Knife Man

Interface Design Challenge (how to get rich)

Think about a teapot for a moment. Anyone can just glance at a teapot and know how to pour tea out of it. That's because you have a handle on one side and the spout on the other. If they were both on the same side, the teapot would be a constant source of frustration.

Door handles are the same way. If there's a handle, it implies "pull". If there's a plate, it implies "push". This is called an affordance. The design of the thing affords you the opportunity to do the right thing naturally. That's what tonight's Portland Perl Mongers meeting was about.

I started thinking about this and wondering what is poorly designed and how we can improve upon it. The thought that came to mind was the condom. How many times have you been in a dark room and realized you were trying to put the condom on the wrong way? You feel stupid and you have to throw away the condom (if you think you don't have to throw it away, you don't know enough about STDs).

Here's the design challenge that would make someone rich: how would you design a condom so that you can always put in on correctly even if the lights are off? One person suggested flavoring one side.

My idea involved a tack.
  • Current Mood: weird weird
Tags:
Why not make it more like a bandaid where there's a side you don't remove until it's basically on?
Additionally it would be good if the thing on the out-side kept the resevoir tip pinched so less exploding condoms occur.
Um. Ouch.
How about a re-loadable, rectangular dispenser? You just insert...um. You get the idea.
Spray on!

Or really. If people are not turned off by "odd" colors, you could have one side be black, and one be, glow in the dark.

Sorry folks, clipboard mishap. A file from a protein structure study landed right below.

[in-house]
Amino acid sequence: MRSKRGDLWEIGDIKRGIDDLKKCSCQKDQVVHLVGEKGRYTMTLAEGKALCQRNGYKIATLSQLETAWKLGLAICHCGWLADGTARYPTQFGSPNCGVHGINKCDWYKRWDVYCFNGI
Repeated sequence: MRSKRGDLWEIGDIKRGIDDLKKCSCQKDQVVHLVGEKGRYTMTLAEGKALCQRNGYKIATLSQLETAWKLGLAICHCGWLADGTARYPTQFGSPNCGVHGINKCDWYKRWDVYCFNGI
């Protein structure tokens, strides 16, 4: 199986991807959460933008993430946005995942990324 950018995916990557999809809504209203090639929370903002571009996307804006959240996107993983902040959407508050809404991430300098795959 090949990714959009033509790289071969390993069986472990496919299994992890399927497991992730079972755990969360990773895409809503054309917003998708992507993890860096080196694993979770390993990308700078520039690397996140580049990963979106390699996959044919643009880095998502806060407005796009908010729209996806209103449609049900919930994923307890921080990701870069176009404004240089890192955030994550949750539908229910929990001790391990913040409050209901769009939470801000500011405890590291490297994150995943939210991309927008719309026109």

Why not texture one side of the individual foil packets so you can turn it round and know it's facing the right way before taking it out?

Of course, if they did this then there'd be less thrown away = less bought = less profit. What happens to affordance if it means you make less money..?
How about two-colored? The inside one distinctive, reliable color- the outside, not.
hmmm, good one

red & green are nearly universal stop/go indicators, but colorblindness is a problem for some portion of the population. more often males than females. maybe males who don't use condoms anyway? (i made that up). add to that the fact that red and green are not the best colors for viewing in the dark, hence the move to the obnoxiously bright yellow firetruck in the past few decades

so maybe a two-tone set of bright yellow firetruck (safety yellow?) and black on the inside

it will be like some lovely and wonderful Day of the Dead celebration, but it will be on cocks

Well if you got the tack wrong at least you probably wouldn't need the condom anymore that night.....
Have the condom explode. Pleasurably, of course (maybe showering the bed with delicious jelly beans). The benefits would be myriad.

My idea involved a tack. -- I thank you for providing my first verbal chuckle of the day. :^)
get people to think that having sex with the lights on is really more favorable and fun
hmm
Ok, so we need a cue that its been done correctly (or done incorrectly).

As we're likely not interested in solving logic puzzles, we're probably dependent on something that would make an immediate impression on one of our five senses (an interrupt, if you will).

It certainly could be based on the sense of taste, but that is unlikely to be an acceptable solution for many partners. "Hey baby, does this taste like shit or strawberries? I want to make sure its on correctly."

Visual cues might work. Maybe spell out STD in glow-in-the-dark ink on the inside. If you can see the STD you can get it.

I think tactile cues are out. If its something you'll notice if its put on incorrectly then likely its something she'll notice if its on correctly.

I wouldn't begin to know how to make an audio cue.

The sense of smell seems like a natural. Put something that lets off a strong smell of licorice about a third of the way down. If you smell licorice -- you've got it on wrong. If its on correctly the latex protects you from the smell.
Not yet. Schwern has that book and he used examples from it for his talk. I've read bits and pieces, but that's it.